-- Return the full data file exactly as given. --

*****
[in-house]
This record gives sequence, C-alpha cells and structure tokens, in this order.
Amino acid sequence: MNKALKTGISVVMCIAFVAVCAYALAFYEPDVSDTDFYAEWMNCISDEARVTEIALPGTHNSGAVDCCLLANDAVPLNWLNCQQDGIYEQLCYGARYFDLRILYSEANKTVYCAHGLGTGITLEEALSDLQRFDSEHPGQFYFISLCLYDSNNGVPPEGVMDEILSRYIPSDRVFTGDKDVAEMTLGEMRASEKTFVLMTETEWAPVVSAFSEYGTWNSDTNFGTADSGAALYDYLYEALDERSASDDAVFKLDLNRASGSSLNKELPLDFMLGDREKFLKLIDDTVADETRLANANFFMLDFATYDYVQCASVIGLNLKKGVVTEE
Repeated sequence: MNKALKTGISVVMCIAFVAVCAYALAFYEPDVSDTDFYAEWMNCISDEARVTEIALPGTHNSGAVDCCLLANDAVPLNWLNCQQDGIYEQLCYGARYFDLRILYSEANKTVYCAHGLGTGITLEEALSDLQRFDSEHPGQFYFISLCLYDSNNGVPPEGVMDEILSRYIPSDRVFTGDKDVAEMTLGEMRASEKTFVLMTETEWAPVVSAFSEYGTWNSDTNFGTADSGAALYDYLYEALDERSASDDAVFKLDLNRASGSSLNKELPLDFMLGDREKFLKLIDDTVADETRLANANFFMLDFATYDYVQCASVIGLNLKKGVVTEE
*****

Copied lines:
[in-house]
This record gives sequence, C-alpha cells and structure tokens, in this order.
Amino acid sequence: MNKALKTGISVVMCIAFVAVCAYALAFYEPDVSDTDFYAEWMNCISDEARVTEIALPGTHNSGAVDCCLLANDAVPLNWLNCQQDGIYEQLCYGARYFDLRILYSEANKTVYCAHGLGTGITLEEALSDLQRFDSEHPGQFYFISLCLYDSNNGVPPEGVMDEILSRYIPSDRVFTGDKDVAEMTLGEMRASEKTFVLMTETEWAPVVSAFSEYGTWNSDTNFGTADSGAALYDYLYEALDERSASDDAVFKLDLNRASGSSLNKELPLDFMLGDREKFLKLIDDTVADETRLANANFFMLDFATYDYVQCASVIGLNLKKGVVTEE
Repeated sequence: MNKALKTGISVVMCIAFVAVCAYALAFYEPDVSDTDFYAEWMNCISDEARVTEIALPGTHNSGAVDCCLLANDAVPLNWLNCQQDGIYEQLCYGARYFDLRILYSEANKTVYCAHGLGTGITLEEALSDLQRFDSEHPGQFYFISLCLYDSNNGVPPEGVMDEILSRYIPSDRVFTGDKDVAEMTLGEMRASEKTFVLMTETEWAPVVSAFSEYGTWNSDTNFGTADSGAALYDYLYEALDERSASDDAVFKLDLNRASGSSLNKELPLDFMLGDREKFLKLIDDTVADETRLANANFFMLDFATYDYVQCASVIGLNLKKGVVTEE